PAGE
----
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This article appears in the May 12, 2006 issue of Executive Intelligence Review.

Bolivia Nationalizes
Its Hydrocarbons Industry

by Gretchen Small

Financier interests are beginning to panic, as they see the historic nationalism for which Ibero-America had long been rightly famous, arising from the ashes of mercilessly looted countries, to effect real change. On May 1, President Evo Morales announced the re-nationalization of Bolivia's hydrocarbons industry, effective immediately. The measure was enforced by the deployment of Bolivian troops, primarily the engineering battalions, to oil and natural gas installations and fields across the country.

The opening clause of the nationalization decree asserts the central principle which globalization had sought to crush: that the general welfare takes precedence over other interests. Bolivians have shed blood to establish the right that "our hydrocarbon wealth return to the hands of the nation, and be used for the benefit of the country," the decree begins. International law prohibits depriving a people "of their means of subsistence," it states. The privatization of the oil and gas industry, carried out in the 1990s, violated Bolivia's Constitution—which expressly asserts that Bolivia's hydrocarbons are the "inalienable" property of the state—and thus, was nothing less than an act of treason.

Financier interests, pressing South American nations such as Brazil and Chile to teach Bolivia a lesson for "unilaterally" threatening "foreign investor confidence" in the region, received a second blow on May 4, when the Presidents of Argentina, Brazil, Bolivia, and Venezuela announced at the end of a summit to discuss Bolivia's nationalization, that they stand united in support of Bolivia's decision, and would come to that nation's aid.

A paradigm shift, opposed to the anti-human axioms of globalization, is sweeping Ibero-America. It first flexed its muscles at the November 2005 Summit of the Americas in Buenos Aires, Argentina, when the Free Trade Accord of the Americas was effectively buried. Now, leaders of the region are daring to assert, in action, the principle that effective sovereignty means governments have a responsibility to defend economic policies that provide development and better the lives of their people; money and the vaunted markets are subordinate to that interest.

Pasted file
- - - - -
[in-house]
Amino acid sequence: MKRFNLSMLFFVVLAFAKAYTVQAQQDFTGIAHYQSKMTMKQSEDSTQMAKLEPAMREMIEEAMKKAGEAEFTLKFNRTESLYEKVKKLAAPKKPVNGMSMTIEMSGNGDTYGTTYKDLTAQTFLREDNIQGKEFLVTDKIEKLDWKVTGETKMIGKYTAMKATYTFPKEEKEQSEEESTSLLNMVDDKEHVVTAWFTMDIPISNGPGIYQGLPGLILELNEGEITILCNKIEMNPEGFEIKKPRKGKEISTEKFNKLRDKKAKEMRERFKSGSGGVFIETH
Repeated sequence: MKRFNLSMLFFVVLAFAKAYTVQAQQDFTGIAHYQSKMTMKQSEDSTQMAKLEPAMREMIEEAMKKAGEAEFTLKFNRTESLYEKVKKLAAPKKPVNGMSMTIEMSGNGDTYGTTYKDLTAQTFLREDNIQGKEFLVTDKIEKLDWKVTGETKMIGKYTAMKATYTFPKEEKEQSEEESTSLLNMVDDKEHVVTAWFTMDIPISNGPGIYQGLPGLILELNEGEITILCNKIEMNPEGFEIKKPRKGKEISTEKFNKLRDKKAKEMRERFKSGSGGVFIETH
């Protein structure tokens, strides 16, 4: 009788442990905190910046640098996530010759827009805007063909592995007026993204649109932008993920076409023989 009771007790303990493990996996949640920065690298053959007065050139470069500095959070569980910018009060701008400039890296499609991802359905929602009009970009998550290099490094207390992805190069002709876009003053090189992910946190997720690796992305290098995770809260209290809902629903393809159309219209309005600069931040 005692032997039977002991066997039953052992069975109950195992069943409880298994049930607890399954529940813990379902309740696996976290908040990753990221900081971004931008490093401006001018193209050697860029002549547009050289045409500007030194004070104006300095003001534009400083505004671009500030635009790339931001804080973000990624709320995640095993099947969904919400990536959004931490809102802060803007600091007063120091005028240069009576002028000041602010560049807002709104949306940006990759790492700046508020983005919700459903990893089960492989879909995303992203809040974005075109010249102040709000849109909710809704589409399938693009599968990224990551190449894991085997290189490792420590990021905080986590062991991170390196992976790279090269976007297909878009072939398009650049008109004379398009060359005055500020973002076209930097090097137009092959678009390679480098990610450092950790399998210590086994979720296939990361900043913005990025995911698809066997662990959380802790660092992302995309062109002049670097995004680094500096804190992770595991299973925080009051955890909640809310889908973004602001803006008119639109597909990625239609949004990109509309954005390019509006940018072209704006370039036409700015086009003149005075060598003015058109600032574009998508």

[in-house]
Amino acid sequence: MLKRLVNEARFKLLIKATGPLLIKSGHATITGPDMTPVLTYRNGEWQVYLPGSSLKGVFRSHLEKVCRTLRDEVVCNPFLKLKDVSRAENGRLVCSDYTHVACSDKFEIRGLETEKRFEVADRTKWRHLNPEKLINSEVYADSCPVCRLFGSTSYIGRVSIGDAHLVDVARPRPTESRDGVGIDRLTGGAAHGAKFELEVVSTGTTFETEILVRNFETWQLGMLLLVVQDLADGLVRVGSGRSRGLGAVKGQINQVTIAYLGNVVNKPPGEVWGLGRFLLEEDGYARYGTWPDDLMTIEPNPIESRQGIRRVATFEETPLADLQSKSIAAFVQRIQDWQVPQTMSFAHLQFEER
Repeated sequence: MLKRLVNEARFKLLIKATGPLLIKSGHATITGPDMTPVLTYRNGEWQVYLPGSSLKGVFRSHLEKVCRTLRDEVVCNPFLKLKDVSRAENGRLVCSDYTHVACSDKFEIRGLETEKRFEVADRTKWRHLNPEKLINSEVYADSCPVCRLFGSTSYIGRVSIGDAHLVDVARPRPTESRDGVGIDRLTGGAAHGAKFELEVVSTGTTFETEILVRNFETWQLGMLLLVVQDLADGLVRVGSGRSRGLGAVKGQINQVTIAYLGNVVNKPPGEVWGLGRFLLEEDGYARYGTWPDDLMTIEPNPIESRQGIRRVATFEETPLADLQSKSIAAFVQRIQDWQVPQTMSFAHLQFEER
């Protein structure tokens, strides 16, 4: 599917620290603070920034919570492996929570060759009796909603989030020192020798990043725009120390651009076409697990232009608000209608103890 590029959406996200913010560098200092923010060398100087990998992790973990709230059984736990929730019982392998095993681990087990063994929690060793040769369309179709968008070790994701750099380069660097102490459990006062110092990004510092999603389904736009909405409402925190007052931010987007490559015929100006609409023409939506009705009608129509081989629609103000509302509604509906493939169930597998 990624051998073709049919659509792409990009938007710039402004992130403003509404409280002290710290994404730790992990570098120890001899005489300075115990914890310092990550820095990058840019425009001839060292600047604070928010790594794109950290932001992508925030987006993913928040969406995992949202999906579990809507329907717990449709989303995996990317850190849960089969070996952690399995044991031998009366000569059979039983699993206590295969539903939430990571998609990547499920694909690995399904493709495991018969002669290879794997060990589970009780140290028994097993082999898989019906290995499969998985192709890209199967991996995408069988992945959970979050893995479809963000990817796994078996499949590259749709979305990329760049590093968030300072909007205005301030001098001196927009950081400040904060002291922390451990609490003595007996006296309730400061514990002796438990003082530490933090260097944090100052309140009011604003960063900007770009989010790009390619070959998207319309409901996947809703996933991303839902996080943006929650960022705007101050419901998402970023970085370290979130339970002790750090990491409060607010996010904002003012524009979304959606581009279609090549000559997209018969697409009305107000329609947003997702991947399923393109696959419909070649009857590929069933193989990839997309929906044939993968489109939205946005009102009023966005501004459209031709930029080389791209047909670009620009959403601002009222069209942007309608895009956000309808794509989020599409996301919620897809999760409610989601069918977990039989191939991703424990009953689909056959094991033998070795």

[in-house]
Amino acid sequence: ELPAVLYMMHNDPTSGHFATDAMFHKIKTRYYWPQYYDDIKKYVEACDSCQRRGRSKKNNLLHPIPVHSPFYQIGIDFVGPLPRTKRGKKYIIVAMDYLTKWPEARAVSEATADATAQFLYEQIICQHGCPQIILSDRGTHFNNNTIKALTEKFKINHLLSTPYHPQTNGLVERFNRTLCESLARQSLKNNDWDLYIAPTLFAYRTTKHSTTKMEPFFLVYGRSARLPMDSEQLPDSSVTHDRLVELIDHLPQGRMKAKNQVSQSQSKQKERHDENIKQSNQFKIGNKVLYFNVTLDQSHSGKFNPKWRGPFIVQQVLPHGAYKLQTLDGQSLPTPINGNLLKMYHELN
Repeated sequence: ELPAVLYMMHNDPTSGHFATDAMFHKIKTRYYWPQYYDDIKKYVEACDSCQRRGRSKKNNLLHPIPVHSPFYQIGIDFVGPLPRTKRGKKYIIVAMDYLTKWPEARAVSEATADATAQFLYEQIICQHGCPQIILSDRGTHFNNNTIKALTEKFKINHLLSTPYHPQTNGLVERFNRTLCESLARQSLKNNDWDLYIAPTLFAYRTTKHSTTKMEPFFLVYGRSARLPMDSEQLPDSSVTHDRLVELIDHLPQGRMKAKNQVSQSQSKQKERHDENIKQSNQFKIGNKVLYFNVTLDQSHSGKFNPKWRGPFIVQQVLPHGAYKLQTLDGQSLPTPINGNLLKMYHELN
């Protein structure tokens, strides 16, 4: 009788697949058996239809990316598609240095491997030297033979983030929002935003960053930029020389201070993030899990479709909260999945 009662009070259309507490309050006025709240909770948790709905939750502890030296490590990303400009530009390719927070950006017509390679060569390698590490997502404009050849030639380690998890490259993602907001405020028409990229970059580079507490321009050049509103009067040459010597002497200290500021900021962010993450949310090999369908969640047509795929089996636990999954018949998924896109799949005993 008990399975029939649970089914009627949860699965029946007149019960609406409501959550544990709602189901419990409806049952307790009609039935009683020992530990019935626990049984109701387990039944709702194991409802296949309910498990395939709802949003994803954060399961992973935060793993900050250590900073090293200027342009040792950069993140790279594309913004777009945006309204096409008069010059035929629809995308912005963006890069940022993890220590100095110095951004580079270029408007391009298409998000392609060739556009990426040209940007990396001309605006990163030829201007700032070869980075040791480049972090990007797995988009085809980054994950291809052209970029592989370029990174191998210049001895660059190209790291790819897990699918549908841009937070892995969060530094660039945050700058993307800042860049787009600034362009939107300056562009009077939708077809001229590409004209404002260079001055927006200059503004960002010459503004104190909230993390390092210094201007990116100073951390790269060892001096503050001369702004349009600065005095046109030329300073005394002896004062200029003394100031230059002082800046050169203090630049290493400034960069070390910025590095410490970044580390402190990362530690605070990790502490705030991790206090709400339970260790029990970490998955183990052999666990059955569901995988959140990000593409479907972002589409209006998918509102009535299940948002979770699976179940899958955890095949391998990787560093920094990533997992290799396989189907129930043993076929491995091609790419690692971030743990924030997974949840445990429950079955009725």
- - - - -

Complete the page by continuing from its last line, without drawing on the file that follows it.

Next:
Vividly demonstrated in the Bolivian case, is how the coordination among the Presidents of the region, an informal "Presidents' Club," is providing effective muscle to this shift. Colombia, whose President Alvaro Uribe Vélez is often assumed to be securely in George W. Bush's hip pocket, and Chile, which for decades, under the fist of the Pinochetista Chicago Boys, could be counted on to serve as the financiers' agent in the region, joined Argentina, Brazil, and Venezuela in defense of Bolivia's right to take sovereign action. Chile's President Michelle Bachelet publicly rebuked her Foreign Minister, who had attacked Bolivia's nationalization on May 4. My government will not comment on "the sovereign decisions of other governments," Bachelet stated; we are "moving forward in the direction indicted by our governments: the creation of a South American Community of Nations, which will permit us to confront our common problems in a united fashion."

LaRouche Welcomes Re-Nationalization

U.S. statesman Lyndon LaRouche received the news of Bolivia's nationalization with great pleasure. Privatization has been cancelled, he declared. Privatization castrates nations, and Bolivia has just ended its castration. This will have very significant implications for the entire continent, he pointed out. Some Brazilian oligarchs are apoplectic over the de-privatization of the Bolivian energy sector, but, LaRouche observed, to find out what a Brazilian oligarch is thinking, reach under his Scottish kilts, just as you would with a Spanish oligarch. Remember, Banco Santander, the big Synarchist bank in Spain, with tentacles all over Ibero-America, is an adjunct of the Royal Bank of Scotland.

These Bolivian developments show that the world is in a systemic crisis and that events are driving people, and not the other way around. Forget the "Fidel Castro told Hugo Chávez to tell Evo" explanations of what is going on here. We are seeing a policy phase-shift overall, in which Castro's role is vastly overrated. Argentine President Néstor Kirchner is playing a crucial role, LaRouche noted.

Exemplary of the political and intellectual leadership Kirchner is providing in this emerging South American paradigm shift, were his remarks in announcing new bidding on various railroad projects on April 27. Argentina is moving up the date for bidding on construction of a high-speed train between Buenos Aires and the port of Rosario, he said, "because this country must be united by the infrastructure it needs! Anywhere in the world you go, you can see that railroads are fundamental. The profitability of railroads isn't financial; rather, unity of the country on the basis of a modern, fast railroad is fundamental for the citizenry."